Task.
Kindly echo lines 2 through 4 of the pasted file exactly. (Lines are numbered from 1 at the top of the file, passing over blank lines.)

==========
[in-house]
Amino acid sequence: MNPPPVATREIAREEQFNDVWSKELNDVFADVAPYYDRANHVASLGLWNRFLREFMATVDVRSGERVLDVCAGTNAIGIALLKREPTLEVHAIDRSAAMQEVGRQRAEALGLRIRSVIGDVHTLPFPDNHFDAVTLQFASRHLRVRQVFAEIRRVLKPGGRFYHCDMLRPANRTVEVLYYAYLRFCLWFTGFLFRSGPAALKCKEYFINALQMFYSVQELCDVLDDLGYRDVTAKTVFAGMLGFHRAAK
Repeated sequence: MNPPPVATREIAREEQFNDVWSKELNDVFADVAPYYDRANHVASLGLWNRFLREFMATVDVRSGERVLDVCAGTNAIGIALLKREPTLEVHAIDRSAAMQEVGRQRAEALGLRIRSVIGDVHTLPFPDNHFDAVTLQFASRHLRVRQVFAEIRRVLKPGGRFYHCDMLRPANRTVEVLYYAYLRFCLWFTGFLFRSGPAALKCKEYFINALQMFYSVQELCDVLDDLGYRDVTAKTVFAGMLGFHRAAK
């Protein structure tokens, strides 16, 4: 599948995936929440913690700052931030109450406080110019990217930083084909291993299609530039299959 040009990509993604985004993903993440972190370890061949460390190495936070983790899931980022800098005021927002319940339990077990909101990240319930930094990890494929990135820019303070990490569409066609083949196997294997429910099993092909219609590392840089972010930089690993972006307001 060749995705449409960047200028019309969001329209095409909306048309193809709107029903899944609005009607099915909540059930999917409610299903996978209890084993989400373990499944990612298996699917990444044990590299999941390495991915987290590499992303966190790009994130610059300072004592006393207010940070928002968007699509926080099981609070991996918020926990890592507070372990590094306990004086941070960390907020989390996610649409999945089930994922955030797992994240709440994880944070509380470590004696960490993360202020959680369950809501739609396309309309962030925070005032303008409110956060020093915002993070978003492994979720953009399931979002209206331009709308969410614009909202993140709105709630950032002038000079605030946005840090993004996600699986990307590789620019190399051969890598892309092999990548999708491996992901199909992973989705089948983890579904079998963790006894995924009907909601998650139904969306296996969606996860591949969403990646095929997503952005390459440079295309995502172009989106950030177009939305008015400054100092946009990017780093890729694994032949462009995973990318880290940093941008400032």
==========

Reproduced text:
Amino acid sequence: MNPPPVATREIAREEQFNDVWSKELNDVFADVAPYYDRANHVASLGLWNRFLREFMATVDVRSGERVLDVCAGTNAIGIALLKREPTLEVHAIDRSAAMQEVGRQRAEALGLRIRSVIGDVHTLPFPDNHFDAVTLQFASRHLRVRQVFAEIRRVLKPGGRFYHCDMLRPANRTVEVLYYAYLRFCLWFTGFLFRSGPAALKCKEYFINALQMFYSVQELCDVLDDLGYRDVTAKTVFAGMLGFHRAAK
Repeated sequence: MNPPPVATREIAREEQFNDVWSKELNDVFADVAPYYDRANHVASLGLWNRFLREFMATVDVRSGERVLDVCAGTNAIGIALLKREPTLEVHAIDRSAAMQEVGRQRAEALGLRIRSVIGDVHTLPFPDNHFDAVTLQFASRHLRVRQVFAEIRRVLKPGGRFYHCDMLRPANRTVEVLYYAYLRFCLWFTGFLFRSGPAALKCKEYFINALQMFYSVQELCDVLDDLGYRDVTAKTVFAGMLGFHRAAK
């Protein structure tokens, strides 16, 4: 599948995936929440913690700052931030109450406080110019990217930083084909291993299609530039299959 040009990509993604985004993903993440972190370890061949460390190495936070983790899931980022800098005021927002319940339990077990909101990240319930930094990890494929990135820019303070990490569409066609083949196997294997429910099993092909219609590392840089972010930089690993972006307001 060749995705449409960047200028019309969001329209095409909306048309193809709107029903899944609005009607099915909540059930999917409610299903996978209890084993989400373990499944990612298996699917990444044990590299999941390495991915987290590499992303966190790009994130610059300072004592006393207010940070928002968007699509926080099981609070991996918020926990890592507070372990590094306990004086941070960390907020989390996610649409999945089930994922955030797992994240709440994880944070509380470590004696960490993360202020959680369950809501739609396309309309962030925070005032303008409110956060020093915002993070978003492994979720953009399931979002209206331009709308969410614009909202993140709105709630950032002038000079605030946005840090993004996600699986990307590789620019190399051969890598892309092999990548999708491996992901199909992973989705089948983890579904079998963790006894995924009907909601998650139904969306296996969606996860591949969403990646095929997503952005390459440079295309995502172009989106950030177009939305008015400054100092946009990017780093890729694994032949462009995973990318880290940093941008400032």